T. absoluta is native to South America and has established in parts of Southern Europe, North Africa and the whole of Mediterranean countries. More specifically T. absoluta has been reported in Italy, France, Malta, United Kingdom, Greece, Switzerland, Portugal, Morocco, Algeria, Tunisia, Libya and Albania. Other countries in Africa with confirmed reports include Egypt, Sudan, Eritrea, Uganda, Kenya, Tanzania, Senegal, Niger, Nigeria etc and we now confirm that it is in Ghana. Samples collected as a result of reports received from a greenhouse company at Berekusu in the Eastern region (coordinates Lat: 5.759675 Long: -0.231315) of Ghana were initially identified by a curator as Tuta absoluta and was confirmed through molecular identification by CABI UK. The pest has since been reported in Western and Brong Ahafo regions. The extent of spread and population dynamics within the affected regions are yet to be determined.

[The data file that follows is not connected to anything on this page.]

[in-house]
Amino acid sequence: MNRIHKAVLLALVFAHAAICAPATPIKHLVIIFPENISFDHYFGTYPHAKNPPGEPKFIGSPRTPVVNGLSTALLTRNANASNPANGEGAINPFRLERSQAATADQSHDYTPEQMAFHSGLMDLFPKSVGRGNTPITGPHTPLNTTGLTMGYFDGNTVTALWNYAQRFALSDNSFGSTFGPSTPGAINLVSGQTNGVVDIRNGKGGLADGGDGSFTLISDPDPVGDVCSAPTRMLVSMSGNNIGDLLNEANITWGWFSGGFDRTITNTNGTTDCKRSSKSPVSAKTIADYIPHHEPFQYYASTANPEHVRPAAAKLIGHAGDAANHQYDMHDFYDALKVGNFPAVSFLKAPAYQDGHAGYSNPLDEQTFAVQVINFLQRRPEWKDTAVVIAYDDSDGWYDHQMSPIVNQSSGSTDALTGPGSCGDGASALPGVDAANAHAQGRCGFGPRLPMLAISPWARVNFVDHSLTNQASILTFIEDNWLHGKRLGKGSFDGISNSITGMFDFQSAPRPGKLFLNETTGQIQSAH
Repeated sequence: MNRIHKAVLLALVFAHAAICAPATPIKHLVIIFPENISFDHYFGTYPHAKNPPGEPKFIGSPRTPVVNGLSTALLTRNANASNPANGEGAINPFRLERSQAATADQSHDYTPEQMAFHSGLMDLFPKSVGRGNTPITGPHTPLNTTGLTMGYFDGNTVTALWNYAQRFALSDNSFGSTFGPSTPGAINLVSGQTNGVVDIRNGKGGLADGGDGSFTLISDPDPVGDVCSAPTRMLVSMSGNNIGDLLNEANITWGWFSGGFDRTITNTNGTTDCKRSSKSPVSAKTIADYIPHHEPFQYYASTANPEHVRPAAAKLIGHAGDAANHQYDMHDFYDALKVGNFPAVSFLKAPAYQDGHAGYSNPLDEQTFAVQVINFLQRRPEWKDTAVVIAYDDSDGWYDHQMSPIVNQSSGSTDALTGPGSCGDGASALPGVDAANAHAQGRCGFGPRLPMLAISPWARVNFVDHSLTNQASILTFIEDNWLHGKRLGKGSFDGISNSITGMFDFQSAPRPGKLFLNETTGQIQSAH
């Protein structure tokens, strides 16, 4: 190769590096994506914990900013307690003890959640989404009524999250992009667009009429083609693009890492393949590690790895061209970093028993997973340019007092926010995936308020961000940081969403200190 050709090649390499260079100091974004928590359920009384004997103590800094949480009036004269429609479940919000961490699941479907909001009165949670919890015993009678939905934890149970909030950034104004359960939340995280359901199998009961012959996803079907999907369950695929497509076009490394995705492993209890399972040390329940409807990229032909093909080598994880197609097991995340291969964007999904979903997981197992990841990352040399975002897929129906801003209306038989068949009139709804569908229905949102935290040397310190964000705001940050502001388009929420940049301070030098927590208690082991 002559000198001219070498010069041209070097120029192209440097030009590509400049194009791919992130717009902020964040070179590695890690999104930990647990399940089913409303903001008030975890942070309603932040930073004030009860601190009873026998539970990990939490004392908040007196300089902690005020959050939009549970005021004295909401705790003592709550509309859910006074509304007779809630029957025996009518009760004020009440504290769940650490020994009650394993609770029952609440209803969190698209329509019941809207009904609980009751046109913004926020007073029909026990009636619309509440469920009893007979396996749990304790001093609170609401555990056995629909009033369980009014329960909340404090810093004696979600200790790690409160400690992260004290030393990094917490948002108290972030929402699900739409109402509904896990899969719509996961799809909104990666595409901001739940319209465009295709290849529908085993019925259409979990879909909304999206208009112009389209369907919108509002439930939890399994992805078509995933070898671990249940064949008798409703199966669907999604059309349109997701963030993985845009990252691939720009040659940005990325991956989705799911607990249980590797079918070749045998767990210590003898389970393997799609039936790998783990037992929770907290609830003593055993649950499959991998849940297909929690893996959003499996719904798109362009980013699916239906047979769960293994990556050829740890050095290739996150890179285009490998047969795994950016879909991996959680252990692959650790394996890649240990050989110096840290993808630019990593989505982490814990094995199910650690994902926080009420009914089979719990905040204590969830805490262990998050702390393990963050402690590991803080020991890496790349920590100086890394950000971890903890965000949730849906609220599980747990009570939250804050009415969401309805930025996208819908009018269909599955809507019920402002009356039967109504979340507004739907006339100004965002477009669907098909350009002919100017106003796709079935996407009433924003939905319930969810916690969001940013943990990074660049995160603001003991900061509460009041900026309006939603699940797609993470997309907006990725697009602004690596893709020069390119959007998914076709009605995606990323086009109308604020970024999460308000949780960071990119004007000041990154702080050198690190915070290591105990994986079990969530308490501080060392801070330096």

T. absoluta is a devastating pest on tomato with the caterpillar being the damaging stage of the pest. T. absoluta feeds mainly on tomato as its host plant but has also been reported on 22 other crops most of which belongs to the genus solanacae. Life cycle from egg to adult range from 46-61 days and can undergo up to 10-12 generations in a year with overlapping generations. Adult female can lay 250-300 eggs in life time.
The larvae feed on mesophyll tissues of leaves producing large irregular mines on leaf surface. The larvae also burrow into the fruits and their feeding activities both in the leaves and fruits causes significant damage to tomato production. Losses can be up to 100% in green houses and open fields. Every stage of the plant is prone to T. absoluta attack and parts of the plant affected are the apical buds, leaves, stem, flowers and fruits.
Contact for info
Mr. Ebenezer Aboagye
Plant Protection and Regulatory Services Directorate
Ministry of Food and Agriculture
Email: [email protected] / [email protected]